Sunday, May 17, 2009

Harris Teeter

I normally shop at Wal-Mart for groceries, but they don't have one near where I am, so I went into Harris Teeter. It was like entering the first world. The signs were all painted in a functional yet pleasant colour scheme. The person at the deli counter volunteered to help me as soon as I came near, and actually seemed anxious to do so, unlike the reluctant Wal-Mart employees. Instead of the cheap and overprocessed meats found at Wal-Mart, Harris Teeter offered a delightful collection of succulent meats, complete with many prepared meals. There was a nice salad bar, a refrigerator with an array of international cheeses, and even an olive bar. (That one really struck me -- how many different kinds of olives does one really need?) The shopping aisles seem enormously long -- I'm not sure to what purpose, but it certainly looks like they have an intimidating stock of items. The cashiers not only ring up and bag your groceries, they take your cart on their side of the register and unload the items for you first.

I've been in stores like Harris Teeter before, but only when looking for particular items that I can't find in Wal-Mart (or whatever the local discount chain is). It's very seductive as a shopper, and I could easily get used to it. Of course, there is a price -- a literal price, in that everything is more expensive. Actually, quite a few items were reasonably priced; I imagine that a careful shopper could keep the weekly grocery bill within bounds. But what a temptation there is to buy the many premium and store-prepared items. I'm afraid my days of shopping at Harris Teeter are over, since I noticed a Food Lion not far from here. Perhaps someday I will have enough money to shop at upscale grocery stores and not think about the cost of food; for now, I feel like I'm throwing money away if I don't go for the least expensive option.

Saturday, May 16, 2009

Country Music

I noticed a long time ago that there isn't much difference between the sound of country music and rock music nowadays. If I'm surfing my radio and I come to a station playing jazz, classical, or rap, I recognize it right away; but if I come to a country or rock station, I often can't tell which it is until the song is half over. Country songs often have screaming guitars that would fit equally well in a hard rock song, and only a minority have a recognizably country instrument such as a fiddle or a banjo.

All the same, no one could listen to a country music station for more than a few minutes without realizing that it is definitely not a rock station. What are the differences?

There are some stylistic differences. Country songs are more likely to have a boogey beat or certain western-sounding bass lines. They also tend to be more formulaic: if you can't predict how a country song ends, you probably don't listen to much country music. But those things aren't enough to identify them distinctly.

What really sets country songs apart, I have realized, is the content, i.e., the lyrics. For one thing, there are few country songs in which you can't make out the lyrics, whereas rock songs are famous for having lyrics screamed incomprehensibly or drowned out by the music. I can't think of any cases of country songs which, like "Born in the USA," are often misinterpreted to mean something entirely different from what the singer intended. I think this is because lyrics are more important in country music: you also find very few songs with crypic lyrics or outright gibberish, such as the ones in "Bohemian Rhapsody" or "Smells Like Teen Spirit."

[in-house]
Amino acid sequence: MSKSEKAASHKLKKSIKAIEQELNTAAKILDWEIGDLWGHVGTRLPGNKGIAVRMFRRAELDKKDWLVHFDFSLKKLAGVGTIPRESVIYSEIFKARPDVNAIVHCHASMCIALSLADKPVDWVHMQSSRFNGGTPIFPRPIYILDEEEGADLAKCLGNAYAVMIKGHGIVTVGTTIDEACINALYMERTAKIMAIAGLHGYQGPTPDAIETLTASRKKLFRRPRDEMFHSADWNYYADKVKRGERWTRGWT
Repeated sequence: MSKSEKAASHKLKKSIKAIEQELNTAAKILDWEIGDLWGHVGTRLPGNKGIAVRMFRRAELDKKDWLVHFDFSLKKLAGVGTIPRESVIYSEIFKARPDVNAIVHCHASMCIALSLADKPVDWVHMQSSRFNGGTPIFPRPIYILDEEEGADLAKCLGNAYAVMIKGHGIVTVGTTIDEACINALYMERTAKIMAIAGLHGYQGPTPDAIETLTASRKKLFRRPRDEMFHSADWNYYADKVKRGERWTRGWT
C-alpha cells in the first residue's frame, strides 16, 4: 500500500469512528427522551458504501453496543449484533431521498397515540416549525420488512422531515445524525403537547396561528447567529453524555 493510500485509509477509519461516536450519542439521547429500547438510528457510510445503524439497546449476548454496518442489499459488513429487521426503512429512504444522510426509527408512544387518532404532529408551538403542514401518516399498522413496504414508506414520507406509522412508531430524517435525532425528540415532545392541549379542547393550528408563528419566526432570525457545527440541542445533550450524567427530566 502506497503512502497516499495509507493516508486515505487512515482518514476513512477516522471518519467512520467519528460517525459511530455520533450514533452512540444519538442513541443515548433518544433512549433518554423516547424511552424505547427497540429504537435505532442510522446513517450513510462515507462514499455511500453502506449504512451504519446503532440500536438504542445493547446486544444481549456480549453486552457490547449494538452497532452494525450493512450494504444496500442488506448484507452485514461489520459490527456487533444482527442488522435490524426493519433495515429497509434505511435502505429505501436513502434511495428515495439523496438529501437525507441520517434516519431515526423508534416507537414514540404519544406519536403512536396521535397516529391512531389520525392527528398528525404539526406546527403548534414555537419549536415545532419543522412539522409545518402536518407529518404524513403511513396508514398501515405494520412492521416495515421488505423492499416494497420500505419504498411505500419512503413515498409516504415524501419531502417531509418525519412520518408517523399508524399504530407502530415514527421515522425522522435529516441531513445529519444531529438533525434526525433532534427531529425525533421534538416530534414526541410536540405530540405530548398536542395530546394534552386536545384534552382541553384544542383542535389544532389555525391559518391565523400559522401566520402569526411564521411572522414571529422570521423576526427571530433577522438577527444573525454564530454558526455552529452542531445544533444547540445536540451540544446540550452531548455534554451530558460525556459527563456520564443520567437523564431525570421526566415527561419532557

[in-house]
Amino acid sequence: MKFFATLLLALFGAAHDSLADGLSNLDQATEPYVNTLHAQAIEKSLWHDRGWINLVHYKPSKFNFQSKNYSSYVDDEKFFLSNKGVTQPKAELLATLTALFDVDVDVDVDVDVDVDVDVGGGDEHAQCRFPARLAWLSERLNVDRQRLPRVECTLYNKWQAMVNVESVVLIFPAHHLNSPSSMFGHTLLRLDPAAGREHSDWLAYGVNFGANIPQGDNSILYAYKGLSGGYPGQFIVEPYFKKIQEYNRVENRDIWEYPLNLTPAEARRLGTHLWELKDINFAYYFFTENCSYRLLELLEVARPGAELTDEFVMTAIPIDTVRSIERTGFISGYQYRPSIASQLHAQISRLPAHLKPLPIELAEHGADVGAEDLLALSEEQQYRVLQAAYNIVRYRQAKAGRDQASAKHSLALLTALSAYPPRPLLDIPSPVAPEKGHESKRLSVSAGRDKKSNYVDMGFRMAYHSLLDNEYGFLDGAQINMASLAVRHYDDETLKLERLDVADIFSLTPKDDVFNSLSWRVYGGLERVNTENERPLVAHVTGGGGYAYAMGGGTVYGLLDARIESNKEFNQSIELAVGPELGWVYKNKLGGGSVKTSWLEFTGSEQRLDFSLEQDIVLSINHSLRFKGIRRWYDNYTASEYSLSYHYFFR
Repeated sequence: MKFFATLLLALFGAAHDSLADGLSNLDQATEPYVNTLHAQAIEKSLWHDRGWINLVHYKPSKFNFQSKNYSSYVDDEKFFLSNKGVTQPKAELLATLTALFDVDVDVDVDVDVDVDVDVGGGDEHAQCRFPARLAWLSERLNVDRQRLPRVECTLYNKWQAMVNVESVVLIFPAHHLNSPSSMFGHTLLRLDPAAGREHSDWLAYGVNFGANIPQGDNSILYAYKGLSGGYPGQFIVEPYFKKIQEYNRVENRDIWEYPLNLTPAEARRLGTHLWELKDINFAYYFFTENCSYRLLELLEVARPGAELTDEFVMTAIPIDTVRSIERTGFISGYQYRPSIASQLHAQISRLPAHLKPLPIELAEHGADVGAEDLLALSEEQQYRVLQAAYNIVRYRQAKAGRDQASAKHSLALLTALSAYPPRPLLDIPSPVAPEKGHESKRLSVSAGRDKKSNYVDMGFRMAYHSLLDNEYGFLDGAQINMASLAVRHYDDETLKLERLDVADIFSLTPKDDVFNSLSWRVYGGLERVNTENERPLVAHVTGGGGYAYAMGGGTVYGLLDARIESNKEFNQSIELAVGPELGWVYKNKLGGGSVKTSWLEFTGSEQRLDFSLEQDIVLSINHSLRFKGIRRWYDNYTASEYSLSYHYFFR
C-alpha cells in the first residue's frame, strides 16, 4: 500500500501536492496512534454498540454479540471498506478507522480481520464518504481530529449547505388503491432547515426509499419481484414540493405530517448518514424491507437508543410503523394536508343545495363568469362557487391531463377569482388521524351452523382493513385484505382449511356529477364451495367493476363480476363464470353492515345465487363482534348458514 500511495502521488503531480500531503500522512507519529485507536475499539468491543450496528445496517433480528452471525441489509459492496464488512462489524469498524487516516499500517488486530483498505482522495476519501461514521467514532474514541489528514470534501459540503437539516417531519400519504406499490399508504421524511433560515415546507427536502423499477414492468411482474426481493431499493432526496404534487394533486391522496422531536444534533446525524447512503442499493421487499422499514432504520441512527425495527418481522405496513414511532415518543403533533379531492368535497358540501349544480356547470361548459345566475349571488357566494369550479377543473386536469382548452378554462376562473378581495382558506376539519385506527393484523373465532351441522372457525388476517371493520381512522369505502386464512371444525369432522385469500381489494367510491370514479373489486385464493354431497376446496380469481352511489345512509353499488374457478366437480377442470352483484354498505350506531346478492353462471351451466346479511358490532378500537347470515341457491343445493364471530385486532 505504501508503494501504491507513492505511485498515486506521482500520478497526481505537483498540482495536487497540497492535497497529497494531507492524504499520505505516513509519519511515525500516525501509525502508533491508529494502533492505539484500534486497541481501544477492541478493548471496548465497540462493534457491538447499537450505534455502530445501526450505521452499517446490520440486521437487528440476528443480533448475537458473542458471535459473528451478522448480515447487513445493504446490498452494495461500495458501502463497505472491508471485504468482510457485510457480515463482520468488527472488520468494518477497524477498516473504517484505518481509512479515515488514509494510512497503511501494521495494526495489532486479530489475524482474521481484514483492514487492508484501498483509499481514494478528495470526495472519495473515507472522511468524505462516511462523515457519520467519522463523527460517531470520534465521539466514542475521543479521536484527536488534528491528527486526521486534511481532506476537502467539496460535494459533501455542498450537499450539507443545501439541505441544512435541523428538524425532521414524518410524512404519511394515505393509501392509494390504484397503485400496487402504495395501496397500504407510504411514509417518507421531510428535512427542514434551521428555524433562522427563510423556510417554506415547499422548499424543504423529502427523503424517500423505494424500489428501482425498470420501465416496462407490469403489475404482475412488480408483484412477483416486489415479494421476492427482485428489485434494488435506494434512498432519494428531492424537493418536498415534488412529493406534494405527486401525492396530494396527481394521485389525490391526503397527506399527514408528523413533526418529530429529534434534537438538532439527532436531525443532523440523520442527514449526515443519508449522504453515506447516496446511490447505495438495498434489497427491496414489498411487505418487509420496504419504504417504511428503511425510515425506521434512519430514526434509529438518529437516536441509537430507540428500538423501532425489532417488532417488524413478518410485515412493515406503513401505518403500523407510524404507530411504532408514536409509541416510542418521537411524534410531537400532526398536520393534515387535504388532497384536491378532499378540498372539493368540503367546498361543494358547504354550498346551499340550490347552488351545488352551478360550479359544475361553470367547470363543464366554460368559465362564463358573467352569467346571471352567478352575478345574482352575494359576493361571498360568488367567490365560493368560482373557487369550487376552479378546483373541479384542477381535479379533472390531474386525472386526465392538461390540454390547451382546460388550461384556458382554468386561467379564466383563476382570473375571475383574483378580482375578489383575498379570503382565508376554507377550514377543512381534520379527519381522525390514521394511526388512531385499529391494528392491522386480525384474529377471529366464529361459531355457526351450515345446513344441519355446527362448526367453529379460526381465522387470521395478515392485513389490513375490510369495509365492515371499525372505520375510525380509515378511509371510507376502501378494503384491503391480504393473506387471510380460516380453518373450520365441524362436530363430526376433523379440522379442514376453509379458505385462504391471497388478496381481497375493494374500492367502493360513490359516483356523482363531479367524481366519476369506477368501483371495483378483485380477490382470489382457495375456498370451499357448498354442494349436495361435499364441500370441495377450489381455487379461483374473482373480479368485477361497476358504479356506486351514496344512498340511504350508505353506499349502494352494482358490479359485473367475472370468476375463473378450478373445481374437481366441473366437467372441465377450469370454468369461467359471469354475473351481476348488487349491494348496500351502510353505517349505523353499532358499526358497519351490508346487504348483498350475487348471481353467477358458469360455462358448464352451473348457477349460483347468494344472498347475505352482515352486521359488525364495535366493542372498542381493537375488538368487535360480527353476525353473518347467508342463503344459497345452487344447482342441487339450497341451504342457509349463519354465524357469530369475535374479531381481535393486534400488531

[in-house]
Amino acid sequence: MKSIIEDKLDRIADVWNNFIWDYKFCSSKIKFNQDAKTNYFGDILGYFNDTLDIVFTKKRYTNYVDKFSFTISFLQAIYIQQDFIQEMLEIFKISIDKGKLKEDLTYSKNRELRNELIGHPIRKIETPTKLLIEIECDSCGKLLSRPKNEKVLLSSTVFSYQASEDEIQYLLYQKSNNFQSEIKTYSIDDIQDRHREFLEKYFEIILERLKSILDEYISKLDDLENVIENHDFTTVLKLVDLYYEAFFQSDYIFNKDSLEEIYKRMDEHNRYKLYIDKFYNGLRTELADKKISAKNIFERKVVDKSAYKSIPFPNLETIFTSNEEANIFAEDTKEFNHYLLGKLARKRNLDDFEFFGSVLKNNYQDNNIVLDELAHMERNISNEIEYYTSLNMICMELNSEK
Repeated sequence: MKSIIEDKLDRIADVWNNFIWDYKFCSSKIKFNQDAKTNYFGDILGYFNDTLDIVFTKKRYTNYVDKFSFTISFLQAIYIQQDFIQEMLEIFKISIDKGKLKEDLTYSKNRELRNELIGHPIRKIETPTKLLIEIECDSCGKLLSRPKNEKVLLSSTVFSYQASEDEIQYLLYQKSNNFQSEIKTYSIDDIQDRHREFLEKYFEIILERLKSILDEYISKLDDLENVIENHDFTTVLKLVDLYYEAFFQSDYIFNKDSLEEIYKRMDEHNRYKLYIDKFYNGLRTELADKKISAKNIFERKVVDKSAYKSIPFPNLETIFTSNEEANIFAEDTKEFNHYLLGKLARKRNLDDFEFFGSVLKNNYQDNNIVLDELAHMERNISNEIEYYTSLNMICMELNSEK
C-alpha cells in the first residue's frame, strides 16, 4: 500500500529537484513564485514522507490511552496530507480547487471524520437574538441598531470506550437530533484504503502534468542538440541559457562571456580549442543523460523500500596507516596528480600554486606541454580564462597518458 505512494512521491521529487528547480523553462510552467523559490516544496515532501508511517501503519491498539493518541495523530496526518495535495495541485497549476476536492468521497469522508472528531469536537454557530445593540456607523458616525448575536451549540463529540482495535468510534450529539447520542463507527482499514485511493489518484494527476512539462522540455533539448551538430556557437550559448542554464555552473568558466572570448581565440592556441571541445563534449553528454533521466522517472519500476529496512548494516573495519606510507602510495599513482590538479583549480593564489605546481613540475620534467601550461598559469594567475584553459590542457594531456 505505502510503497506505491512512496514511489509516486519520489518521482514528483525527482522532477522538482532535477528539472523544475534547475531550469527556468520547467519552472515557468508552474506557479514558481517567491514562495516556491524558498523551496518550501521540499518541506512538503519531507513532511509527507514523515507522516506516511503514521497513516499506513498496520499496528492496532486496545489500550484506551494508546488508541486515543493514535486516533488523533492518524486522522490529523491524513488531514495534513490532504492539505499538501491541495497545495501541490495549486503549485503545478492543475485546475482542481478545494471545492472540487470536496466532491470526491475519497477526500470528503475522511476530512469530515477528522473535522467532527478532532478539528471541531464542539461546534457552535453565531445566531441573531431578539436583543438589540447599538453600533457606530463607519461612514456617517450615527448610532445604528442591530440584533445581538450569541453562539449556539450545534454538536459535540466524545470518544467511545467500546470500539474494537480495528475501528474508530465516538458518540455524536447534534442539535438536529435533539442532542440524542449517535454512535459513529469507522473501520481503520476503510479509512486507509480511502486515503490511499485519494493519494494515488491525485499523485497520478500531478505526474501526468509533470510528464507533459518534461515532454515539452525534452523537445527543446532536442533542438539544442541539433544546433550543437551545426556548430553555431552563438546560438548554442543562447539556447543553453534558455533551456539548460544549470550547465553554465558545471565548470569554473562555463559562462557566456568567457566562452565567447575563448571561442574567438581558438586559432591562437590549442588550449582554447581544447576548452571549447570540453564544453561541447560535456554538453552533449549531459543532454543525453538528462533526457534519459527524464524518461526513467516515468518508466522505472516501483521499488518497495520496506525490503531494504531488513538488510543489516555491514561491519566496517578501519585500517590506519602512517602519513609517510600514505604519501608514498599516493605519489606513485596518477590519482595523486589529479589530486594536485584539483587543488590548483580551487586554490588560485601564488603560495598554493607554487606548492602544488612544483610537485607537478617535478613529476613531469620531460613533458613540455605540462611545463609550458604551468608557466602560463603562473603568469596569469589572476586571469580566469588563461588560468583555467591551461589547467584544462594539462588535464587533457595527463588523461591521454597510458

Most country songs, like most songs of any secular genre, are about love. But country songs are more often about faithfulness in marriage than rock. I mean, not just songs complaining about an unfaithful spouse or boyfriend/girlfriend, but songs in which the singer successfully defeats temptation (such as Randy Travis's On The Other Hand). Country singers are also more likely to express gratefulness about their position in life: their spouses, their children, the town they live in and the country they live in (Montgomery Gentry's I'm a Lucky Man). How many rock songs mention the United States other than to criticize it? There is hardly any country song of this variety; even when they complain about problems in the U.S., singers almost always express gratitude for living here rather than somewhere else. The gratitude theme extends into other areas: I believe country songs are almost unique in praising a life of hard work and raising a family. They don't sugar-coat it, for the most part, but they do hold it up as a worthy goal (e.g. Just Another Day in Paradise). Finally, country songs are far more likely to be overtly religions (strictly Christian, as far as I can tell), but, far from being sentimental schlock as the culture mavens would have you believe, they are often filled with honest scepticism as well as sincere faith (Lonestar's I Pray or Brooks and Dunn's Believe).

The academic in me wants to pile up more citations to prove my case, but I'm not trying to prove it, really; I just want to point it out, and give some examples to show what I'm talking about. The point is that country music commonly praises what used to be quaintly known as "virtues," and this, rather than strictly musical qualities, separate it most distinctly from rock.

Wednesday, May 13, 2009

Free libraries